Conventional processes may be used to form the source/drains 256, 257 adjacent the gate electrodes 250, 252. As is standard in the industry, the shallow source/drains 256, 257 may have a dopant type opposite to that of the well regions 220, 222 in which they are located and are shallower and more lightly doped than later formed deep source/drains. An isolation structure 258, such as a conventional trench isolation structure, is located between the shallow source/drains 255, 256.
Conventional processes 255 may be conducted in a way to insure that the resulting doping profile meets specification parameters. Thus, the doping process 255 is conducted to place the dopants at the pre-activation depth 260, and as such, the dopants are substantially contained within the depth 260, except for trace or tail amounts of dopants 261 (represented by the white circles) that extend beyond depth 260. Further, any displaced substrate atoms 262 (represented by the black ovals) that are moved by the doping process 255 are substantially contained within the depth of the amorphized region 254. This embodiment provides the benefit of an amorphized region whose depth is sufficient to contain the displaced atoms 262 while using conventional processes to achieve a doping profile within specified parameters.
Another embodiment further includes reducing the temperature of the substrate 210 prior to or during the amorphizing. The temperature reduction may range from about −20° C. to about −196° C. and may be accomplished using liquid nitrogen to cool the substrate 210. The use of these low temperatures increases the efficiency of the amorphization process. These lower temperatures may be used in those embodiments where the neutral species is in either molecular or atomic form.
In another embodiment, the process of fabricating the device 200 may also include using an ion cluster beam to amorphize the substrate while implanting the dopants to form source/drains. The ion cluster beam may be used in combination with any of the other processes discussed herein or it may be used alone.
The ion cluster beam provides a controlled implant process that uses large number of individual atoms, e.g. 1000 atoms or greater, to penetrate and shatter the substrate with the doping atom. Due to the large number of atoms that are involved, the ion cluster beam does not penetrate deeply into the substrate 210 and does not produce recoils. Because of its controllability, amorphizing with a neutral species may not be necessary, although this embodiment does not exclude using the neutral species process. The use of the ion cluster beam to form source/drains may be used with various device sizes, but may be well suited for device sizes of 22 nm or less.
Following the formation of the shallow source/drains 256, 257, an anneal may be conducted. This anneal may be used to activate the dopants in the source/drains 256, 257 and re-crystallize the amorphous region 254. The anneal may be a laser anneal operated to heat targeted regions of the device 200 to temperatures ranging from about 1175° C. to about 1350° C. with dwell or residence times ranging from about 0.2 ms to about 0.8 ms. The laser is operated by mastering the laser across a wafer on which the device 200 is located such that the desired temperature and dwell times are achieved. The laser anneal provides the benefit of rapidly heating only those areas of the device 200 that require re-crystallization. Moreover, it is believed that re-crystallization is so rapid that a maximum number of atoms go into substitutional positions that sit on lattice sites, thereby avoiding interstitials. In an alternative embodiment, a flash anneal may be used in place of or in combination with the laser anneal.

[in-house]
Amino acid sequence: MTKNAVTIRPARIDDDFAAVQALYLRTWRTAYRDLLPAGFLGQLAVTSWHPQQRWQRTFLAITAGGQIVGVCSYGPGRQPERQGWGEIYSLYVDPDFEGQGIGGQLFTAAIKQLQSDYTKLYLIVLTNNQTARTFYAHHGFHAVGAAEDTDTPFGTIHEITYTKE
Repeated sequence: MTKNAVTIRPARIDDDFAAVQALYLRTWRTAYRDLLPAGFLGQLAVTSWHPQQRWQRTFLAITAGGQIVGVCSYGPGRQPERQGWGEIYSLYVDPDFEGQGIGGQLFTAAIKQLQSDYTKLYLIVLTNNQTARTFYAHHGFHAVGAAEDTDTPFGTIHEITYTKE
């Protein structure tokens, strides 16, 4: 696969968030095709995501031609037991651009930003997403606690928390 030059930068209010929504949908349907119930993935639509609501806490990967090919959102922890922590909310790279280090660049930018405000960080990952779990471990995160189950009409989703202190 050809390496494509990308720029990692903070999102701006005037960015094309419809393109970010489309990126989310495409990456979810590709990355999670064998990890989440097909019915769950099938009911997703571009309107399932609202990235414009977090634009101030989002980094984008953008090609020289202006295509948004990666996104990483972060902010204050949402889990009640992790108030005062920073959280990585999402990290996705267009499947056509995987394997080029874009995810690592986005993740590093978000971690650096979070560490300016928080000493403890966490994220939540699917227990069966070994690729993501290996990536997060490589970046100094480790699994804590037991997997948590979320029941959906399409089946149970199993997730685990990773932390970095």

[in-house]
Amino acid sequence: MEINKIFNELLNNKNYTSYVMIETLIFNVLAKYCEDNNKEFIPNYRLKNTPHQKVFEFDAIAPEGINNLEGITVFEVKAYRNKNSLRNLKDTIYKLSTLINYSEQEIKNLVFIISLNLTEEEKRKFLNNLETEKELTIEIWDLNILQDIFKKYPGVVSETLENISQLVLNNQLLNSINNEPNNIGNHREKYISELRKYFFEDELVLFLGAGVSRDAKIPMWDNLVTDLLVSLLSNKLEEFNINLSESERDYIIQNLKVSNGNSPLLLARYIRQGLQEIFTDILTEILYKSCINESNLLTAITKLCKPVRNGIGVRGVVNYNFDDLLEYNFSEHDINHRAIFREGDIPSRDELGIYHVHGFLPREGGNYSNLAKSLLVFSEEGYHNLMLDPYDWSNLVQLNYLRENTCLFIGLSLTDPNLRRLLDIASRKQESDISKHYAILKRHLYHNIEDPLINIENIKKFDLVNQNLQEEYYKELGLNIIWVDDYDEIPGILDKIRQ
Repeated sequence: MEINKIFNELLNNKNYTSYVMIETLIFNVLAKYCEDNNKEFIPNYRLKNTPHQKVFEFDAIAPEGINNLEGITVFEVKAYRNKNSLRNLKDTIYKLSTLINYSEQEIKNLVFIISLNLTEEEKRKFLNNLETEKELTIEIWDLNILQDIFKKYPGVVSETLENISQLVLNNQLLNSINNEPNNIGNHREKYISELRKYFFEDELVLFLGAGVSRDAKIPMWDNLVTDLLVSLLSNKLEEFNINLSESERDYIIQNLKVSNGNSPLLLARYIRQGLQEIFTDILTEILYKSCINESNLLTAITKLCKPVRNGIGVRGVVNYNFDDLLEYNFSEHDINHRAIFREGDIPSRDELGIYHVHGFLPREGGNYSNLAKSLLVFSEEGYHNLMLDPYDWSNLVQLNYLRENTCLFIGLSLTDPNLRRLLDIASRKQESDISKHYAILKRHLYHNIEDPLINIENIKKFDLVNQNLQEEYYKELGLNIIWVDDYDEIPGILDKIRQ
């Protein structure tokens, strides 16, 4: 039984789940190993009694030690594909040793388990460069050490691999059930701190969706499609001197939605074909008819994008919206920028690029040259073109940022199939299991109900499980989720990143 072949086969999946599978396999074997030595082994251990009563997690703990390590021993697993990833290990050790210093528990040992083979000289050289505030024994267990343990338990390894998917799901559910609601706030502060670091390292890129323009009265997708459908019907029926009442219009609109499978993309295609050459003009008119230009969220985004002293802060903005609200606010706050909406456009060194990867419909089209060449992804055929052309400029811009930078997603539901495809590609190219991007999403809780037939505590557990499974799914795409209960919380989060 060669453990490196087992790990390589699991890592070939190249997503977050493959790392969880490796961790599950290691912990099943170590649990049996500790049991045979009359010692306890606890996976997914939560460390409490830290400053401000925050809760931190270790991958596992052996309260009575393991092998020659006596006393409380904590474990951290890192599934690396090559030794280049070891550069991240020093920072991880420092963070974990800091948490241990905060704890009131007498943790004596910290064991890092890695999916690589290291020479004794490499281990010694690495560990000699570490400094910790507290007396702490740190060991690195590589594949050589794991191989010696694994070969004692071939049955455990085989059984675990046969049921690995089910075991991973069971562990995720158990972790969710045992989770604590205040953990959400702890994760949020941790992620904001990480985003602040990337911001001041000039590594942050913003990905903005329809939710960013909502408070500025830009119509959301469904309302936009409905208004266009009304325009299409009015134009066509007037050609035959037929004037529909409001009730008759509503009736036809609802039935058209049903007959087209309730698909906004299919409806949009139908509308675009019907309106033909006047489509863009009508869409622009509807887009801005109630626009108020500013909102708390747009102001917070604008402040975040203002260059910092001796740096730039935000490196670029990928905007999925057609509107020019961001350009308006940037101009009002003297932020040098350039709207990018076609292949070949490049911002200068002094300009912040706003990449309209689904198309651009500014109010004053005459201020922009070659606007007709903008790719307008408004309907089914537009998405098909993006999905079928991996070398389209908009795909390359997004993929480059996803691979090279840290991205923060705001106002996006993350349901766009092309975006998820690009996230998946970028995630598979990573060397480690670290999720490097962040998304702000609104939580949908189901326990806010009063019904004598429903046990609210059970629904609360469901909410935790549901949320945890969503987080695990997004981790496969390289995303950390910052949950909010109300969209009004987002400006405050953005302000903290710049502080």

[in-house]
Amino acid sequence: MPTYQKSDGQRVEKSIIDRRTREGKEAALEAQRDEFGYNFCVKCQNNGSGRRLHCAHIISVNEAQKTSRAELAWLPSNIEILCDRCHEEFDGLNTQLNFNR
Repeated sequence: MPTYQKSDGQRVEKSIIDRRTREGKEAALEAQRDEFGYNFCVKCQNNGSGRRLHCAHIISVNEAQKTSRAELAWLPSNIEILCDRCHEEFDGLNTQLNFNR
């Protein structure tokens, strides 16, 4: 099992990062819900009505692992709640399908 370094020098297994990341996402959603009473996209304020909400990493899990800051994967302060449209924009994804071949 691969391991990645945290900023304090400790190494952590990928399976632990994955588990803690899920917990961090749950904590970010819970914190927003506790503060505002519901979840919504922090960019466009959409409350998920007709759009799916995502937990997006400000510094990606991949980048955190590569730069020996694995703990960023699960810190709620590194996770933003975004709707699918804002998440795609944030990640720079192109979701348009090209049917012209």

The laser or flash anneal may be followed by a thermal anneal that includes annealing at temperatures ranging from about 850° C. to about 1150° C. In those embodiments where shallow source/drains 256, 257 are not present, any of the above discussed anneals, or a combination thereof, may be conducted following the implantation or formation of the source/drains. However, in those embodiments that include the shallow source/drains 256, 257, these anneals may be conducted at this point or at a later point in time and after the formation of deep source/drains, as discussed below.
Whenever conducted, the anneal(s) re-crystallize the amorphous region 254, which includes the displaced atoms. Since the displaced atoms 262 are contained within the amorphous regions 254, the re-crystallization removes or repairs the displaced atoms, which improves junction leakage and inhibits unwanted dopant diffusion.
Those skilled in the art to which the disclosure relates will appreciate that other and further additions, deletions, substitutions, and modifications may be made to the described example embodiments, without departing from the disclosure.
|Cited Patent||Filing date||Publication date||Applicant||Title|
|US6521502 *||Aug 7, 2000||Feb 18, 2003||Advanced Micro Devices, Inc.||Solid phase epitaxy activation process for source/drain junction extensions and halo regions|
|US6548361 *||May 15, 2002||Apr 15, 2003||Advanced Micro Devices, Inc.||SOI MOSFET and method of fabrication|
|US20070148888 *||Dec 6, 2006||Jun 28, 2007||Krull Wade A||System and method for the manufacture of semiconductor devices by the implantation of carbon clusters|
|U.S. Classification||438/528, 257/E21.135, 438/305|
|Cooperative Classification||H01L21/268, H01L21/26566, H01L21/2658, H01L21/26506, H01L29/6659, H01L21/26513|
|European Classification||H01L21/265A, H01L21/268, H01L29/66M6T6F11B3, H01L21/265C, H01L21/265E|
|Dec 6, 2007||AS||Assignment|
Owner name: TEXAS INSTRUMENTS INC., TEXAS
Free format text: ASSIGNMENT OF ASSIGNORS INTEREST;ASSIGNOR:JAIN, AMITABH;REEL/FRAME:020217/0825
Effective date: 20071130
|Jul 28, 2015||FPAY||Fee payment|
Year of fee payment: 4